When the fat comes out of food, what goes in?

November 2, 2011

When fat, sugar and gluten come out of salad dressings, sauces, cookies, beverages, and other foods with the new genre of package labels shouting what's not there, what goes into "light" or "-free" versions of products to make them taste like the original version? The answers appear in the cover story in the current edition of Chemical & Engineering News, ACS' weekly newsmagazine.

In the article Melody Bombgardner, C&EN Senior Business Editor, explains that processors usually face the problem of reproducing the texture or "mouth feel" of products that have cut back on fat, sugar and gluten. More and more of these products are appearing on supermarket shelves in response to changing preferences of health-conscious consumers. Food companies are in a quandary in selecting replacements, because of a parallel consumer backlash against products with long complicated lists of ingredients with the names of tongue-twisting chemical compounds.

The article describes how a host of ingredients derived from Mother Nature, are assuming increasingly important roles in giving those processed foods a satisfying taste. It includes a "mouth map" used to help formulate "light" foods so that they taste like the full-fat versions. The article also features one sidebar on natural food ingredients used to give processed foods a satisfying texture and another on food ingredients that do double-duty as ingredients in toothpastes, shampoo, skin creams, and even oil and gas drilling.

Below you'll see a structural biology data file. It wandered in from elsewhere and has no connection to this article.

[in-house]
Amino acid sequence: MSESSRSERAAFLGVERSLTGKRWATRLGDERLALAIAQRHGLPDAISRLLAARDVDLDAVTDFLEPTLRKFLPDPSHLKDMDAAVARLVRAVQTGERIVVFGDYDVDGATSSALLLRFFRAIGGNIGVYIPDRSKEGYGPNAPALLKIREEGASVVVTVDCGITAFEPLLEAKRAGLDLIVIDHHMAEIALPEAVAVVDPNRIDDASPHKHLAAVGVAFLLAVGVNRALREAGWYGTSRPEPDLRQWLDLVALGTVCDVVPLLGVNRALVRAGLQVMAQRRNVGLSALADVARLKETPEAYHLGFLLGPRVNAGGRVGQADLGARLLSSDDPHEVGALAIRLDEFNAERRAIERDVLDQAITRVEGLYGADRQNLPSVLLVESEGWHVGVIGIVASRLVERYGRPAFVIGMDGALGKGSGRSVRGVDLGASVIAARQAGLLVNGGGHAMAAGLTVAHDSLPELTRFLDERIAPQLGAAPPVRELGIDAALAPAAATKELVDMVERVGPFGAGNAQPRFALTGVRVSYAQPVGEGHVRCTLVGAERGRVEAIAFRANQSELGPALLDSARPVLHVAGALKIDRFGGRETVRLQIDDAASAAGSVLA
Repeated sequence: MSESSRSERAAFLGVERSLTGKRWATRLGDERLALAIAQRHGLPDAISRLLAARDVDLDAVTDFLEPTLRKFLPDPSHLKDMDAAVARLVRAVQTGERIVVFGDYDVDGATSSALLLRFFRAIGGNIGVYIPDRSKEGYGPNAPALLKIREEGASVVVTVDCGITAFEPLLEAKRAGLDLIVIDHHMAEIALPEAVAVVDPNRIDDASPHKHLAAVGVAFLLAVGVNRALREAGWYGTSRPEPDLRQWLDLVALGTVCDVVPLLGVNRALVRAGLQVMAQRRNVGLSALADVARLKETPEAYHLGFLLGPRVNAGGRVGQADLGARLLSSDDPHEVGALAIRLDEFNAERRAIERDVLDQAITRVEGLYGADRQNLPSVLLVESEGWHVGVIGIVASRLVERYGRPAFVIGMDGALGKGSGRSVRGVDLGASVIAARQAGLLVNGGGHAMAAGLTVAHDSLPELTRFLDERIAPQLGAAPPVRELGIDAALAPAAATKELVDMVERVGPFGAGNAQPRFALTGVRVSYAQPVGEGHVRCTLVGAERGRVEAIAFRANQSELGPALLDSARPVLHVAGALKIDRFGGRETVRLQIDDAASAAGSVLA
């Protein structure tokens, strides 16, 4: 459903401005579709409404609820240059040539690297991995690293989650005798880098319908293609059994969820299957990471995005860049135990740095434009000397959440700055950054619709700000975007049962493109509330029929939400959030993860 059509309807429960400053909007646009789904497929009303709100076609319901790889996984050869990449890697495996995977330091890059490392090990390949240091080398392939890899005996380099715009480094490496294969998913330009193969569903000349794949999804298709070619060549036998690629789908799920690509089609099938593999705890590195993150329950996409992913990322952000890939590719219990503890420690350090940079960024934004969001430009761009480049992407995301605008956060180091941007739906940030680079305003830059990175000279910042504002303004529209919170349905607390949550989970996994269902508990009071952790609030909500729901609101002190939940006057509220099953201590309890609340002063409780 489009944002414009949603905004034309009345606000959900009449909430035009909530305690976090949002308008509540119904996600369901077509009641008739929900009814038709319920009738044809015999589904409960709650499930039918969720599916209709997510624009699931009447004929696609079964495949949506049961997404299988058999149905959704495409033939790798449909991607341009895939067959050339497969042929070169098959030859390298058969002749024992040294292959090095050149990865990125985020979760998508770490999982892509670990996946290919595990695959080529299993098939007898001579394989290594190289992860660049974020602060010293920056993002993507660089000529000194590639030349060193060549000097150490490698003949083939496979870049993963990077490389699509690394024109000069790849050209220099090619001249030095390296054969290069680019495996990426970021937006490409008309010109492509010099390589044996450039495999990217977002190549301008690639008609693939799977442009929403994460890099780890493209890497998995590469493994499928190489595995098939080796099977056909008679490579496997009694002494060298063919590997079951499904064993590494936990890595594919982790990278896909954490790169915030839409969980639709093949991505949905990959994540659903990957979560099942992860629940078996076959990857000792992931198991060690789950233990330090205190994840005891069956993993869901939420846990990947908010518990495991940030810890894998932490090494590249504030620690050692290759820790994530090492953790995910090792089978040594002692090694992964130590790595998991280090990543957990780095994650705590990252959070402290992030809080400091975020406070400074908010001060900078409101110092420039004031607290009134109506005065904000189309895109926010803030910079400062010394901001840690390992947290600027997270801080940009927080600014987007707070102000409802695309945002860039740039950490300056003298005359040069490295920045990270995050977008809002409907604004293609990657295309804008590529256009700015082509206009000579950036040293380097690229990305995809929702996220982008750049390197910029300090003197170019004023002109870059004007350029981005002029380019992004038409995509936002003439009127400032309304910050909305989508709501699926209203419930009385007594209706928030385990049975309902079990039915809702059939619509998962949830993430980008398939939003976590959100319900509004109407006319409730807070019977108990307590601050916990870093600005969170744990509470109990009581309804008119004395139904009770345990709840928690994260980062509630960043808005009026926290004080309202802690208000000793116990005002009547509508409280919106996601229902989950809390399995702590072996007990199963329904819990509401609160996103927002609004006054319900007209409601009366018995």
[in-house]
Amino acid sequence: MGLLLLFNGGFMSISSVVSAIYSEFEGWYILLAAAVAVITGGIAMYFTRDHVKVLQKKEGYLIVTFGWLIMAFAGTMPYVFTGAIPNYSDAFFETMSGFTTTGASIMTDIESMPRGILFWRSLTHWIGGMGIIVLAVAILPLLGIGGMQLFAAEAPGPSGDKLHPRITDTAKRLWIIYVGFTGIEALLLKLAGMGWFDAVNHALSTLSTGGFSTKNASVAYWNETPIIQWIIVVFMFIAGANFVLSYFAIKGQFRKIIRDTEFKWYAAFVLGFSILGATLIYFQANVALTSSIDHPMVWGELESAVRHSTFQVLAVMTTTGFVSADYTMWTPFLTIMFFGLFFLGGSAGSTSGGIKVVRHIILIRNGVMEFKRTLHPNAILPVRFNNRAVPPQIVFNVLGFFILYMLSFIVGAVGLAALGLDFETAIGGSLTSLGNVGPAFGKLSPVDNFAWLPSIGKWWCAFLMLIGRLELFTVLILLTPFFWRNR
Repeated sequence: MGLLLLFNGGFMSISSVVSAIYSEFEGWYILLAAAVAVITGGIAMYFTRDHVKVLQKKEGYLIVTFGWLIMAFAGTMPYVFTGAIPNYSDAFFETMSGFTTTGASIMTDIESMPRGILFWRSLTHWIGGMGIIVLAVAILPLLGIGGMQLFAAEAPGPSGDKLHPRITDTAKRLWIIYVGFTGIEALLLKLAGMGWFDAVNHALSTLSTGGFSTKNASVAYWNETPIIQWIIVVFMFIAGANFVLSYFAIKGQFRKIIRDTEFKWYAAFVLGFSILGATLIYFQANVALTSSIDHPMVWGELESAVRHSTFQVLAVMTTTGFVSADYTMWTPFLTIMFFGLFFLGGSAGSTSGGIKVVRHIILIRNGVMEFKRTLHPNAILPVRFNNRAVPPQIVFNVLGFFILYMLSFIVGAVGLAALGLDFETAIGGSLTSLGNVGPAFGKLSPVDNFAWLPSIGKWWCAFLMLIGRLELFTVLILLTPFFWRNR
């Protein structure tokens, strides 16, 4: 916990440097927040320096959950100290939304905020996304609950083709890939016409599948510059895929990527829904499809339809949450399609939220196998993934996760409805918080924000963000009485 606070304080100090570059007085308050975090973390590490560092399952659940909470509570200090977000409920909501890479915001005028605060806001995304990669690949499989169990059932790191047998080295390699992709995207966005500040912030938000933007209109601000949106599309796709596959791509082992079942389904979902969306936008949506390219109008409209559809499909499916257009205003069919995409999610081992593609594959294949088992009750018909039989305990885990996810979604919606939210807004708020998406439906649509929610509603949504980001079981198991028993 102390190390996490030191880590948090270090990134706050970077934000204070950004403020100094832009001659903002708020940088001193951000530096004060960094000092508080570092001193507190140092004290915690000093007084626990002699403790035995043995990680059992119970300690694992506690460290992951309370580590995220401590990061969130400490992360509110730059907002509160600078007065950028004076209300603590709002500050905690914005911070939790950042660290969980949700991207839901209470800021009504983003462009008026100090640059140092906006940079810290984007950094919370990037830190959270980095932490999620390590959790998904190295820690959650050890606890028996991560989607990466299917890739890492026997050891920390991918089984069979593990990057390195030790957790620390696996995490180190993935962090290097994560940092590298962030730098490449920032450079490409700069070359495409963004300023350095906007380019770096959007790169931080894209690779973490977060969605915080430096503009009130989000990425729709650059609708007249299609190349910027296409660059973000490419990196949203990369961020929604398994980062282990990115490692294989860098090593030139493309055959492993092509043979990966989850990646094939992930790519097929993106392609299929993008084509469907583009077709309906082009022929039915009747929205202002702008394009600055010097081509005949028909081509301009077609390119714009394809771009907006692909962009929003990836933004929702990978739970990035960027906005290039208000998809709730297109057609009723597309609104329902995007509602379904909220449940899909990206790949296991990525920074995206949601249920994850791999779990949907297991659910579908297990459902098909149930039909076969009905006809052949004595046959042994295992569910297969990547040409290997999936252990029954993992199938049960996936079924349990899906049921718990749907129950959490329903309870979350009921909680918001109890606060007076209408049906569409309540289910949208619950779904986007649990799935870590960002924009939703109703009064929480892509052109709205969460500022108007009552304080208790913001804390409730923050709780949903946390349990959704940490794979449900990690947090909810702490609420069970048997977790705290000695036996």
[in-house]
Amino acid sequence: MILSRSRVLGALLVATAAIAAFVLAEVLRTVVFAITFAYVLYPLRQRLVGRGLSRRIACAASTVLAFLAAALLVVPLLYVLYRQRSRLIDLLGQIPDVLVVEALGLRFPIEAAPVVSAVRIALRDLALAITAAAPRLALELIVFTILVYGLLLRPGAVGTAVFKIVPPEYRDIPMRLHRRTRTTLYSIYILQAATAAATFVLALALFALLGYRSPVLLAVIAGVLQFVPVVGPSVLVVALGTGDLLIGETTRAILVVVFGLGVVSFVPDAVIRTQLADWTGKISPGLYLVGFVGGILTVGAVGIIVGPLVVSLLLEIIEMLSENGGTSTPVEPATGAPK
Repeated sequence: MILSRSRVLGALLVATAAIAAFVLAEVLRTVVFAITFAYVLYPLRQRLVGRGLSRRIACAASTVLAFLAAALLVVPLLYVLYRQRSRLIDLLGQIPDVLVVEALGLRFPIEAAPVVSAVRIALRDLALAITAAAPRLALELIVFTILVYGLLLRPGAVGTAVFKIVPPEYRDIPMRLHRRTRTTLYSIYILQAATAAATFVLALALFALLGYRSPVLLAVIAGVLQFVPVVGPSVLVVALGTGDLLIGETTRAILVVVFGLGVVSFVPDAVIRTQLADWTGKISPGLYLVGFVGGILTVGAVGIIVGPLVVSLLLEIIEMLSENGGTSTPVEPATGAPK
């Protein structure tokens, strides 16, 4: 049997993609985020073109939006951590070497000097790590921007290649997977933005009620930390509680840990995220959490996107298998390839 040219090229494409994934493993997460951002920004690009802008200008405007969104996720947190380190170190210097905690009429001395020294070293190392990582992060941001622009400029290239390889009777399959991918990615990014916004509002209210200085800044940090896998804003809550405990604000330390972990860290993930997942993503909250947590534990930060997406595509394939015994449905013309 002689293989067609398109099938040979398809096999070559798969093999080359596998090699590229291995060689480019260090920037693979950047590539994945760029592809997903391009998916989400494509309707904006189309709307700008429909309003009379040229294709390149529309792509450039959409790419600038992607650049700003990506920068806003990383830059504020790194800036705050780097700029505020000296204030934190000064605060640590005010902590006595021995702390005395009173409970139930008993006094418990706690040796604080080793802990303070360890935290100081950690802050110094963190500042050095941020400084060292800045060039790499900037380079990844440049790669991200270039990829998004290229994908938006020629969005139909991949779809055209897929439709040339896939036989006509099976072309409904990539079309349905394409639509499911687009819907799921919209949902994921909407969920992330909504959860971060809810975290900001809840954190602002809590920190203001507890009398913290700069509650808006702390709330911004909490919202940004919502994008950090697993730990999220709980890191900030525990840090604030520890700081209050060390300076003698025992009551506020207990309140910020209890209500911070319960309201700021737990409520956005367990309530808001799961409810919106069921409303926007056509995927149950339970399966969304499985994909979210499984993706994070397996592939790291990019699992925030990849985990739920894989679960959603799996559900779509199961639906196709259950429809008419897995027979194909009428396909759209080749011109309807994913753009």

Explore further: When the label says 'low fat,' calories can pile up, study says

More information: Call In The Food Fixers - cen.acs.org/articles/89/i44/Call-Food-Fixers.html

Related Stories

How safe and effective are herbal dietary supplements?

July 21, 2010

Millions of people are taking herbs and other plant-based dietary supplements to improve their health, but they have precious little information on the actual effectiveness or potential ill effects of these products. That's ...

Recommended for you

How to look for a few good catalysts

July 30, 2015

Two key physical phenomena take place at the surfaces of materials: catalysis and wetting. A catalyst enhances the rate of chemical reactions; wetting refers to how liquids spread across a surface.

Findings illuminate animal evolution in protein function

July 27, 2015

Virginia Commonwealth University and University of Richmond researchers recently teamed up to explore the inner workings of cells and shed light on the 400–600 million years of evolution between humans and early animals ...

Yarn from slaughterhouse waste

July 29, 2015

ETH researchers have developed a yarn from ordinary gelatine that has good qualities similar to those of merino wool fibers. Now they are working on making the yarn even more water resistant.

1 comment

Adjust slider to filter visible comments by rank

Display comments: newest first

Graeme
not rated yet Nov 02, 2011
The answer is hydrocolloids, carrageenana and alginates. The mouth map is really nothing much to do with the mouth, but physical properties of the food.

Please sign in to add a comment. Registration is free, and takes less than a minute. Read more

Click here to reset your password.
Sign in to get notified via email when new comments are made.